As an online marketplace for both new and used bikes, we’re here to help you easily sell your bike. However, before you jump in seeking eager buyers, we have a few tips to help maximise your chances and perhaps make a little extra cash too.
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Understanding what you’re selling
Before you get started, it’s important to do some basic research and learn what it is that you’re selling. Knowing the brand, model, product year and frame size are all crucial pieces of information that buyers will seek.
The bike should have the brand detailed on it clearly, with the model name usually appearing on the frame’s top tube. Using Google images can be a good way to help narrow down exactly what year your bike was from.
Learn what the bike sold for as new and what comparable bikes are being sold for used. As a general rule of thumb, a well-kept and maintained modern bicycle will earn approximately 50% of its original retail value. Of course some brands hold their value better than others, so use this as a gauge only. With this information, you’ll need to weigh up servicing costs and whether they’re in the budget of still turning a profit on the bike sale.
Finding the frame size can get tricky if the sizing sticker has been lost. One way around this is to measure the length of the head tube and compare it to what bike manufacturers call ‘geometry charts’. Most of these are still available online through the relevant brand’s archives.
A clean bike is always a better bike
Whether you’re still riding it or looking to sell it, a clean bike is always better. To get your ride looking its best, you’ll want to use some spray on bike cleaner, a bucket and a soft bristled brush. Once you’ve scrubbed it, you’ll need to lightly rinse the bike clean. Lightly is the keyword word and certainly be careful to not point any direct stream of water at the bike’s bearings, suspension or other moving components. For this reason, never use a pressure washer.
Wipe it dry and don’t forget to re-lube the chain afterward.
Freshen it up
Washing the bike will get you most of the way, but if some of the parts are worn out or past their life then consider replacement. For road bikes, nothing makes an old bike look new again like fresh bar tape. For mountain bikes, consider replacing that old ripped saddle and the grips.
Replacing cables can bring new life to the feel and performance of brakes and gears. If the gears aren’t shifting smoothly or the brakes are full of friction, then this could be a cost effective way to renew these components.
Inflate the tyres to the pressure marked on the sidewall and check them over for any worn spots or cracks. Consider replacement if the rubber has perished.
Get it serviced
Making sure the bike is working safely and correctly is key to an honest sale. Having the bike checked by a bicycle mechanic will ensure it’s safe and in correct working order for the next owner. See Bike Shop Directory, to find a bike shop near you.
It’s highly possible your old bike may need new cables, a chain or other wearable parts. If it has been suggested and you choose not to have these replaced, that’s fine, but be honest in your listing.
Good photos matter
Never underestimate the selling power of a good photo. While a good camera can help, it’s not a must. Even the camera in your phone can take a good picture with a little patience. Don't be tempted to use the manufacturers own photo, buyer's want proof of the current status of the product being sold. We've covered bicycle photography in more detail, but here are a few quick tips for getting better photos of your bike.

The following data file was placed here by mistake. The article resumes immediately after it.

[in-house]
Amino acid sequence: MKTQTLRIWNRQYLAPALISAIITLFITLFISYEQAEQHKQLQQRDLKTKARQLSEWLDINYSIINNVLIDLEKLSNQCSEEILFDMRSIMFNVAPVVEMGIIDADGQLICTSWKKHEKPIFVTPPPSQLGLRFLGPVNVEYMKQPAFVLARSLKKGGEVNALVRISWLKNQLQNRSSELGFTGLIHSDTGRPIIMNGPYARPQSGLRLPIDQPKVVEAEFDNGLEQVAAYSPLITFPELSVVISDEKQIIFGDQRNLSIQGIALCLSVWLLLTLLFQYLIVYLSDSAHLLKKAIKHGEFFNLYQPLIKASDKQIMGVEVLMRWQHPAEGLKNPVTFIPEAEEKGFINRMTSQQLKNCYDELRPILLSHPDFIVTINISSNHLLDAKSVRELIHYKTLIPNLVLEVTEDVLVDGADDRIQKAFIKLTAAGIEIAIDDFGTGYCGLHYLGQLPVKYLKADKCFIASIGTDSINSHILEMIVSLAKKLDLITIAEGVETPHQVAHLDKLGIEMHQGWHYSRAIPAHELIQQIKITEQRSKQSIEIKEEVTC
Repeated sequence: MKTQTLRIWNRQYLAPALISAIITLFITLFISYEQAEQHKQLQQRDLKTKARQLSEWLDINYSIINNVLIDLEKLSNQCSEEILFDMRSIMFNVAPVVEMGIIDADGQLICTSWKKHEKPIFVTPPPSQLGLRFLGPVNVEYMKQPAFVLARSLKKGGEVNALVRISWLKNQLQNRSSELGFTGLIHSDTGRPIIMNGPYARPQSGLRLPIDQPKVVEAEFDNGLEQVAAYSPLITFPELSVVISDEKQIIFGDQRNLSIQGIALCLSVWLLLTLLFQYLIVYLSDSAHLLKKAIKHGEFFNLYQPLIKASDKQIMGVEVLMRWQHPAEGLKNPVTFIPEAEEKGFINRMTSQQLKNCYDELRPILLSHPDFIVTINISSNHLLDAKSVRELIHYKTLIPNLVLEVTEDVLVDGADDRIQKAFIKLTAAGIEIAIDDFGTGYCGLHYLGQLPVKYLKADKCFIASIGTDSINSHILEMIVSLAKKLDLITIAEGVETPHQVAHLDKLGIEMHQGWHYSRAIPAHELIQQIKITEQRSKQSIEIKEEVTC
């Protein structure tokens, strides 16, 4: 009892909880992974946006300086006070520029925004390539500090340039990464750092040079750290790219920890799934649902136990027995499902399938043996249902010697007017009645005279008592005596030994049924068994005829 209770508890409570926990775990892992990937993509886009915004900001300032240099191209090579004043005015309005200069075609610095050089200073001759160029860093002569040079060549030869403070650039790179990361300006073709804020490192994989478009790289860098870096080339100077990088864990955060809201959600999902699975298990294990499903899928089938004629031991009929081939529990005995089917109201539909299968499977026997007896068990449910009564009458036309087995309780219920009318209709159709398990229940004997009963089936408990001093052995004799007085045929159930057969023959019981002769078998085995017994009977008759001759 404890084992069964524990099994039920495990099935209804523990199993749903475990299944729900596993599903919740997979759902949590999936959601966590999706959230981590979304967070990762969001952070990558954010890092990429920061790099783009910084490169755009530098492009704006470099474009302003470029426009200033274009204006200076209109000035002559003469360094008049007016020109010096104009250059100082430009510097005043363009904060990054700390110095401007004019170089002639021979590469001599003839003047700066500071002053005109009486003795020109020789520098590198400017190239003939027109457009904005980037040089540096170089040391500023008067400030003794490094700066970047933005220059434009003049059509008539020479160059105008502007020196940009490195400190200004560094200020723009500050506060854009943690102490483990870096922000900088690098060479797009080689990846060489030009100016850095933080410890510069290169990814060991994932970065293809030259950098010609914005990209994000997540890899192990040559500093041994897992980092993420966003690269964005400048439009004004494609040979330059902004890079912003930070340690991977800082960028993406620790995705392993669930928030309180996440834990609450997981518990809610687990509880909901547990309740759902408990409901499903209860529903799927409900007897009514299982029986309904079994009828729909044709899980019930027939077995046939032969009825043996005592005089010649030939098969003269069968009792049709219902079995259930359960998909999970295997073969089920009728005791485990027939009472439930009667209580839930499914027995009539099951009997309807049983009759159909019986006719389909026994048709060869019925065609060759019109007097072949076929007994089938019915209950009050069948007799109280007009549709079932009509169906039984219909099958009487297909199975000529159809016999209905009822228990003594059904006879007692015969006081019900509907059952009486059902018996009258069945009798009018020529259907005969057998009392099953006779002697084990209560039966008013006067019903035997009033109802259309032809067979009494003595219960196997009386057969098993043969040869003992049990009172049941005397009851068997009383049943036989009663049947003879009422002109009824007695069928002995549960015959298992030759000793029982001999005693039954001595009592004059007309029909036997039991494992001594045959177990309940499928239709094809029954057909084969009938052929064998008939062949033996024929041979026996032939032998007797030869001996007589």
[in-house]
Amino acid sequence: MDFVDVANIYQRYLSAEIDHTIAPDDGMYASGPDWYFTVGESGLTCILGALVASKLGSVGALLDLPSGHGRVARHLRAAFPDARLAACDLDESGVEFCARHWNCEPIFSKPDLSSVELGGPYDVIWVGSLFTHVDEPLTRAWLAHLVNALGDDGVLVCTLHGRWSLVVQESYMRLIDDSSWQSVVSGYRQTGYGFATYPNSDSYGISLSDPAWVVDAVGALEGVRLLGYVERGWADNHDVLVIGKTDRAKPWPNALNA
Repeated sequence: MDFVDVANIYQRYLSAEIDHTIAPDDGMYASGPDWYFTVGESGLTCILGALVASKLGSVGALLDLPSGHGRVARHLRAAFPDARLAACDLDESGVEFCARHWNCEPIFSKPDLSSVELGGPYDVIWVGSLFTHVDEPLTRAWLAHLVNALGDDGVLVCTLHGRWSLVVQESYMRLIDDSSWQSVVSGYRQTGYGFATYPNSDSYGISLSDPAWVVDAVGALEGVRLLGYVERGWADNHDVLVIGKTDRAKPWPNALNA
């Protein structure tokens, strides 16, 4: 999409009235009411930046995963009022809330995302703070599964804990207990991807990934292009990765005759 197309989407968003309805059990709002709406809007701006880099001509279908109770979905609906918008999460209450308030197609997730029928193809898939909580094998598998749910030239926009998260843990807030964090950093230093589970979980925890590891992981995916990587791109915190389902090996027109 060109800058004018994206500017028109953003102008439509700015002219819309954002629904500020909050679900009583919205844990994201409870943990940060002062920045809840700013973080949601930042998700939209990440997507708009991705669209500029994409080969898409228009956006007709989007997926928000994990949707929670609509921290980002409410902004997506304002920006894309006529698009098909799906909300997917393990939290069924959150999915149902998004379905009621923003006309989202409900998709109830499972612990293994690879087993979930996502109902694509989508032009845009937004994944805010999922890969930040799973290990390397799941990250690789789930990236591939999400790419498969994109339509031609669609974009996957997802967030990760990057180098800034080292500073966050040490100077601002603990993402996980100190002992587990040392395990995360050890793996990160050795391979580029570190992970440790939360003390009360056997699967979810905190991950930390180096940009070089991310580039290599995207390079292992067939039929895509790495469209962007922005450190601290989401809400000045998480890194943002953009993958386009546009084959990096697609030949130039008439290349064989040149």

Light is the most critical aspect of photography. Find an evenly lit area outdoors to take the photo. Early in the morning or before sunset in the evening is best.
The lead photo should always be taken from the drivetrain side of the bike (right side)
Squat down and take the photo at the level of the bike. Taking from above can change the perspective of how big the bike actually is.
Find a clean wall or other background to place the bike against. Be aware of distracting elements in your photos, the focus should be on the product. If there’s nothing to lean the bike against, find yourself a stand or stick to prop the bike up with.
Take a few different angles to show off the whole bike, including any cosmetic issues. At BikeExchange, we suggest uploading four photos of the bike you’re selling.
Take photos of how the bike or product is going to be sold. Remove any accessories that aren’t included in the sale prior to photographing it.
Once you’ve got your photos and information of the bike you’re looking to sell, then you’re ready to list it.
Simply follow the prompts of our website by entering your personal details. From here, enter the information you have of the product to fill in the relevant fields.
Title: provide the bike brand, model, year and size.
Key Feature: These fields give you a chance to point out key aspects of the bike or product. You can have as many or as few of these as you’d like. This is the perfect place to mention the frame material, the bike’s age, key upgrades and any accessories included.
Description: This is your chance to sell what you have to potential buyers. You can have fun with this, but our advice is to always be honest and clear. Few bikes are absolutely perfect and buyer’s want to know of any issues they may be buying into. Point out scratches, worn items or in the rare case, why it’s perfect.
Another common question buyers have is why you’re selling it – if it’s to upgrade to something new, that you’re moving out of town or perhaps you just prefer golf, it may just help sell it.
Be sure to point out any modifications made to the bike’s equipment and what additional accessories are included.
Now that you’re all done, what bike are you going to buy next?